The Contribution of Stigma on Depression Symptoms and Depression Status Among Individuals Living with Multiple Sclerosis
Objectives: The goal of the current study was to clarify the role stigma plays in depression both concurrently and longitudinally among individuals living with MS.
Methods: Data were collected from 5,413 people living with MS as part of the semi-annual survey conducted by the North American Research Committee on Multiple Sclerosis (NARCOMS). Participants’ perceptions of stigma and their ratings of depression were collected in spring 2013; one year later ratings of depression were collected again. Hierarchical linear regressions tested stigma’s contribution to depression symptoms both concurrently and prospectively, while controlling for demographic and health behavior covariates. Psychosocial reserve, a composite made from measures of agency, a sense of belonging, and social support, was examined as a potential moderator of the stigma-depression relationship.
Results: Controlling for covariates, stigma positively predicted concurrent depression and accounted for approximately 39% of the explained variance (F(1, 5313) = 835, p<.001). Stigma continued to predict significantly higher levels of depression one year later, even after additionally controlling for baseline depression. These analyses were replicated using a dichotomous measure of clinical depression status (depressed, not depressed) based on criteria from Marrie, Cutter, Tyry, Campagnolo, & Vollmer (2008). Psychosocial reserve was found to moderate the concurrent relationship between stigma and depression symptoms (F(1,5312)=66.5, p<.001), such that stigma was more strongly predictive of depression for people with lower levels of reserve than those with higher levels.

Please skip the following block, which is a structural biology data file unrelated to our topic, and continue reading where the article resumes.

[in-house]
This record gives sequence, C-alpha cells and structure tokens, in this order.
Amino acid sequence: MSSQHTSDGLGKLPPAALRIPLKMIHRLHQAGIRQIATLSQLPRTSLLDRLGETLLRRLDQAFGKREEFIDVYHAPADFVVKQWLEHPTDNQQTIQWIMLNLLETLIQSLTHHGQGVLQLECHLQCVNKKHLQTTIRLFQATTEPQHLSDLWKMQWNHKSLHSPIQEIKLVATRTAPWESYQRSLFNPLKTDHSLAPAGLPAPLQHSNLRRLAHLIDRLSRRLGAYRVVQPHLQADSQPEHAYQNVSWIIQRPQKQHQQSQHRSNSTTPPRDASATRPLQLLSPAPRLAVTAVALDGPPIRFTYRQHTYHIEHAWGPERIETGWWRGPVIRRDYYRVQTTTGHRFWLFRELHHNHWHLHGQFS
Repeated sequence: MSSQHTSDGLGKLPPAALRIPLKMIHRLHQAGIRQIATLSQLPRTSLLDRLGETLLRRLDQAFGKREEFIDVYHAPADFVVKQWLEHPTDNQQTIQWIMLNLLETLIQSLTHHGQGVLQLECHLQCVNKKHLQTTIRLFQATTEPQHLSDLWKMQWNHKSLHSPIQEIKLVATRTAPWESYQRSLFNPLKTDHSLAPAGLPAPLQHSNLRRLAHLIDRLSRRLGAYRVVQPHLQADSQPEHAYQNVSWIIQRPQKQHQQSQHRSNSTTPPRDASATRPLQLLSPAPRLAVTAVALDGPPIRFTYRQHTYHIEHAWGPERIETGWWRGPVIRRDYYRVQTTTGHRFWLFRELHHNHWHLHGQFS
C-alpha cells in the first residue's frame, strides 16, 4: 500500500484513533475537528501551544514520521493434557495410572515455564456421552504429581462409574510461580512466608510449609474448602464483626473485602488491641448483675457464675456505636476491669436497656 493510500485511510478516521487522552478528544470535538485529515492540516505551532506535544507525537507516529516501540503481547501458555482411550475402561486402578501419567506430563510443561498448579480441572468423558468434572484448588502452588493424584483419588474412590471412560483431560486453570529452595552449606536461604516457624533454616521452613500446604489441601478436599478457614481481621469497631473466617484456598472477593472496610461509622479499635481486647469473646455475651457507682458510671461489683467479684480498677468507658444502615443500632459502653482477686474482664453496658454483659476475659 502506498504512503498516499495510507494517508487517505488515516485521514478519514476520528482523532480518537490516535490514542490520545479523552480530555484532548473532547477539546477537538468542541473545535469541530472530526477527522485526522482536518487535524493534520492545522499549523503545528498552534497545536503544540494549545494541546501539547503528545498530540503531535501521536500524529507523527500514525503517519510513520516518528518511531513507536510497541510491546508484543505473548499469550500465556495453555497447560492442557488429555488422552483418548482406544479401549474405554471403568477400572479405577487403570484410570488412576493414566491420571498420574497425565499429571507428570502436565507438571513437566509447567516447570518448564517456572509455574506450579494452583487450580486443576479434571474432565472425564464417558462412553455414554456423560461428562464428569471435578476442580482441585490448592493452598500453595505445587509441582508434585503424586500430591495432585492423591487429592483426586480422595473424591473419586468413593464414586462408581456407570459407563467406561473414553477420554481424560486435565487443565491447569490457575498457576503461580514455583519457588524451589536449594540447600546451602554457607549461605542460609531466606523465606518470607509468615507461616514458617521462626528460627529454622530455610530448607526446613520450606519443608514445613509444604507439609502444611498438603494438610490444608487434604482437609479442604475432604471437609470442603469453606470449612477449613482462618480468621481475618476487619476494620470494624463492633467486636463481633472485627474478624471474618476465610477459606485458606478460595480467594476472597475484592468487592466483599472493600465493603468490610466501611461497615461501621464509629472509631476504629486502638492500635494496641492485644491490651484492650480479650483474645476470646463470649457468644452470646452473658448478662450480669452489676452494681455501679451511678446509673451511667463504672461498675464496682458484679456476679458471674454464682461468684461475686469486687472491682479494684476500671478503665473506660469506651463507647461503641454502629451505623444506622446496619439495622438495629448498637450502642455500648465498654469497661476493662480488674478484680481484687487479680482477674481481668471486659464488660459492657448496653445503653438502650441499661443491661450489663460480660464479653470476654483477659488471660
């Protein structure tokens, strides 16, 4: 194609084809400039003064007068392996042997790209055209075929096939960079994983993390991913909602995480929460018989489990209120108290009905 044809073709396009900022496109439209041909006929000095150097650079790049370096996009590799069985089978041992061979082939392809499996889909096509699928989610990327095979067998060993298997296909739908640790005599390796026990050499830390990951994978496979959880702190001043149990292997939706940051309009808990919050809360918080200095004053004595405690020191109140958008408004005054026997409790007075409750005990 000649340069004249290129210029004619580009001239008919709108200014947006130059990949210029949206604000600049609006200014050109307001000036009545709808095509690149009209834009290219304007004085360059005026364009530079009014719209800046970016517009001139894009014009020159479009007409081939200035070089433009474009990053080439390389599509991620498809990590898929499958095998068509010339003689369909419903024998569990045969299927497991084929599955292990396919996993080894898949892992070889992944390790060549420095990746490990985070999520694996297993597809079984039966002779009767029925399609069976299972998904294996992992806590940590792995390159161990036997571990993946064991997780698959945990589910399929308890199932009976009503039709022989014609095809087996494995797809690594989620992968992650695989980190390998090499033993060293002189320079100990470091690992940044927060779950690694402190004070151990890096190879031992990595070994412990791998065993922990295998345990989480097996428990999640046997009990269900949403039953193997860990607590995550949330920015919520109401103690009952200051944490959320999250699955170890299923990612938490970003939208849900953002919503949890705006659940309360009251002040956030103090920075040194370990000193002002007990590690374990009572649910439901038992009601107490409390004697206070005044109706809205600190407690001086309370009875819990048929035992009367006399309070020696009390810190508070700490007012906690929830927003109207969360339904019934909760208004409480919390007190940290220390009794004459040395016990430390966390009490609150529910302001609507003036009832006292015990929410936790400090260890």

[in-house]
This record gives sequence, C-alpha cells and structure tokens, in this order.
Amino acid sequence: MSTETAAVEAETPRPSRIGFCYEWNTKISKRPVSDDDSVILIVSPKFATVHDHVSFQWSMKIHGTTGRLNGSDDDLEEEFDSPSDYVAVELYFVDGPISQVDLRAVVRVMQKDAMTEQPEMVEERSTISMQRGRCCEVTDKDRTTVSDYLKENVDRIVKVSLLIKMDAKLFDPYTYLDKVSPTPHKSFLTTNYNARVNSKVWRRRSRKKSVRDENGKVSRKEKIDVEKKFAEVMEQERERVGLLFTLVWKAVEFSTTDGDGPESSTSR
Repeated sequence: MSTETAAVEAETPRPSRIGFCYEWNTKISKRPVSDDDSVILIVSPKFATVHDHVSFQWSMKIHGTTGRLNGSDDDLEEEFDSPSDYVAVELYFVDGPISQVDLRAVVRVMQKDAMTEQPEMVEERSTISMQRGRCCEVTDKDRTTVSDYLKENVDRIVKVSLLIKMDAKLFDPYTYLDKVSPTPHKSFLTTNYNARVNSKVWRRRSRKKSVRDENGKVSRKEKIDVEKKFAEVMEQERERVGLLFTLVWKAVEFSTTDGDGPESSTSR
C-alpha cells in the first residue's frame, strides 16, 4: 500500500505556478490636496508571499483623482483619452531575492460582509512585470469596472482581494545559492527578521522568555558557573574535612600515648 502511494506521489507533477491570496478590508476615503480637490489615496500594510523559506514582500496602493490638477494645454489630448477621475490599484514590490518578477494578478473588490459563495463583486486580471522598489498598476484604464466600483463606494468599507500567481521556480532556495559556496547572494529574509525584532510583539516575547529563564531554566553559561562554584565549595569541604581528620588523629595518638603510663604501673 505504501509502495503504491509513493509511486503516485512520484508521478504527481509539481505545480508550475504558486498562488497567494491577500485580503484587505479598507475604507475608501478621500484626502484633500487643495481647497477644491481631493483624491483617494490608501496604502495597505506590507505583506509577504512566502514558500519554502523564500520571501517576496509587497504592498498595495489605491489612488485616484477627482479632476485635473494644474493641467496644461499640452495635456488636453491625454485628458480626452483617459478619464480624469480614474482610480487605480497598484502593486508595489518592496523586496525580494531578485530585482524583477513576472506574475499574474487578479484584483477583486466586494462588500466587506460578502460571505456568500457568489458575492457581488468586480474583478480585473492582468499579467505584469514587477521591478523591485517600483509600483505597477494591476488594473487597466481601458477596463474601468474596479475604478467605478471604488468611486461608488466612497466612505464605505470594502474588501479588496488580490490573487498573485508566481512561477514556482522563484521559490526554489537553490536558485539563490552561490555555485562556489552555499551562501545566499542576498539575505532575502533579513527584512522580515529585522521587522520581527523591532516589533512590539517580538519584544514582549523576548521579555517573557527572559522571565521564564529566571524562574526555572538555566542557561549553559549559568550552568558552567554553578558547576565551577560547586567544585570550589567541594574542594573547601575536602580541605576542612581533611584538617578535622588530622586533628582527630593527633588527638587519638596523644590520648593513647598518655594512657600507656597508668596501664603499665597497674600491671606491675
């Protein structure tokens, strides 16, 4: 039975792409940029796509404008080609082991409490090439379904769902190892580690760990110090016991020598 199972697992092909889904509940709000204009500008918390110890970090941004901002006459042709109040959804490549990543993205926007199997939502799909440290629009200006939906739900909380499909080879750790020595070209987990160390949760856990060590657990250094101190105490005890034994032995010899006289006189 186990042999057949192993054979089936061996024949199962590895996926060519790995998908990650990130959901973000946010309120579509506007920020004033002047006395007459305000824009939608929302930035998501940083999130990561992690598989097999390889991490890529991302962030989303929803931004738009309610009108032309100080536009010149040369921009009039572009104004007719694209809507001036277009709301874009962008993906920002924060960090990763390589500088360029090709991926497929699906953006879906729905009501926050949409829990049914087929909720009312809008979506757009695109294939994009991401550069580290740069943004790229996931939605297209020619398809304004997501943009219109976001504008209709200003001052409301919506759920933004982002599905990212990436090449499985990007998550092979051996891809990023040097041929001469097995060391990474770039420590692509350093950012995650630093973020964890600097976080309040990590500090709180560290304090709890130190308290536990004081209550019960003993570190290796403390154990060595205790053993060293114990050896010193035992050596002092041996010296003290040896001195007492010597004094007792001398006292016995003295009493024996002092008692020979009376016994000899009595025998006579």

Conclusions: Individuals with MS who report feeling stigmatized are more likely to be clinically depressed and are at a greater risk of increased depression one-year later. High levels of psychosocial reserve attenuate the relationship between stigma and depression.